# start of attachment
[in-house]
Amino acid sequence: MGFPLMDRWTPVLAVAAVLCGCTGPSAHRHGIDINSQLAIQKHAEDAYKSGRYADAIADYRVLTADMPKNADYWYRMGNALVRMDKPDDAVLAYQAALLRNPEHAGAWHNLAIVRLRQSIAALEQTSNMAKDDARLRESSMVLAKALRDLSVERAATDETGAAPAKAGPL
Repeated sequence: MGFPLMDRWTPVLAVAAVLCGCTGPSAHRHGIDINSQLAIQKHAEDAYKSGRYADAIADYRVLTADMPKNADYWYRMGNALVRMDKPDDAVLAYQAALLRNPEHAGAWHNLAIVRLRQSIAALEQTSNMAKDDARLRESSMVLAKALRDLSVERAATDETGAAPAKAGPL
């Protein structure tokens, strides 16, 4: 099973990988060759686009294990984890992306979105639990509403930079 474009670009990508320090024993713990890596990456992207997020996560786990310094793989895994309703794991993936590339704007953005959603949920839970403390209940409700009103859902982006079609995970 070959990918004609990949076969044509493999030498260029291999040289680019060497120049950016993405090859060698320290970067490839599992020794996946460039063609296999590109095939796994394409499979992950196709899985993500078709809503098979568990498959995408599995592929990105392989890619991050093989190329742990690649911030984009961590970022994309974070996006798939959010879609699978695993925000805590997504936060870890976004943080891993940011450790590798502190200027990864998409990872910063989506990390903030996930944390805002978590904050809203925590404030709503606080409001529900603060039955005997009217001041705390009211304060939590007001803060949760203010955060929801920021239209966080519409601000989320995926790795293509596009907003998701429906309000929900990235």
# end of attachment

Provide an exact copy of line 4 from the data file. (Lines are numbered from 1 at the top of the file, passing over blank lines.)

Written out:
């Protein structure tokens, strides 16, 4: 099973990988060759686009294990984890992306979105639990509403930079 474009670009990508320090024993713990890596990456992207997020996560786990310094793989895994309703794991993936590339704007953005959603949920839970403390209940409700009103859902982006079609995970 070959990918004609990949076969044509493999030498260029291999040289680019060497120049950016993405090859060698320290970067490839599992020794996946460039063609296999590109095939796994394409499979992950196709899985993500078709809503098979568990498959995408599995592929990105392989890619991050093989190329742990690649911030984009961590970022994309974070996006798939959010879609699978695993925000805590997504936060870890976004943080891993940011450790590798502190200027990864998409990872910063989506990390903030996930944390805002978590904050809203925590404030709503606080409001529900603060039955005997009217001041705390009211304060939590007001803060949760203010955060929801920021239209966080519409601000989320995926790795293509596009907003998701429906309000929900990235």